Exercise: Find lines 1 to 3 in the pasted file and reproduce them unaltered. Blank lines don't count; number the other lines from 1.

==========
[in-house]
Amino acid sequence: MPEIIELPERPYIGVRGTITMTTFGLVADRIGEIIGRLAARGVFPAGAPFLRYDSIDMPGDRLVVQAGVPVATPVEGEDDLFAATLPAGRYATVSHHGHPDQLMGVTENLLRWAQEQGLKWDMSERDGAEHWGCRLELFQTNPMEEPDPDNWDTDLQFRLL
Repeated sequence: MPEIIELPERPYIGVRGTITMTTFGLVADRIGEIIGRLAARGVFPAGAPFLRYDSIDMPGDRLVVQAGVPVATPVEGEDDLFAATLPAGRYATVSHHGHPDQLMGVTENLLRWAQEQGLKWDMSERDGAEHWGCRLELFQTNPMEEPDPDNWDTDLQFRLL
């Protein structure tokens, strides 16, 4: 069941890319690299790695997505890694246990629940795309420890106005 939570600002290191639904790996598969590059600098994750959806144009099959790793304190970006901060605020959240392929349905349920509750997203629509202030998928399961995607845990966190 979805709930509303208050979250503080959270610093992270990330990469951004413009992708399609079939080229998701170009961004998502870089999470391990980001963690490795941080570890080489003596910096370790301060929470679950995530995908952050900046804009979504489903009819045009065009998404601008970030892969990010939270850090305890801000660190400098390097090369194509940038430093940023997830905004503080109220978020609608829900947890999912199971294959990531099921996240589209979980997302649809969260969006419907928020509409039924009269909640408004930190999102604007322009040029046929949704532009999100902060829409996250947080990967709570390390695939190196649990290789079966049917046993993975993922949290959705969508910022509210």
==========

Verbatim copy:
[in-house]
Amino acid sequence: MPEIIELPERPYIGVRGTITMTTFGLVADRIGEIIGRLAARGVFPAGAPFLRYDSIDMPGDRLVVQAGVPVATPVEGEDDLFAATLPAGRYATVSHHGHPDQLMGVTENLLRWAQEQGLKWDMSERDGAEHWGCRLELFQTNPMEEPDPDNWDTDLQFRLL
Repeated sequence: MPEIIELPERPYIGVRGTITMTTFGLVADRIGEIIGRLAARGVFPAGAPFLRYDSIDMPGDRLVVQAGVPVATPVEGEDDLFAATLPAGRYATVSHHGHPDQLMGVTENLLRWAQEQGLKWDMSERDGAEHWGCRLELFQTNPMEEPDPDNWDTDLQFRLL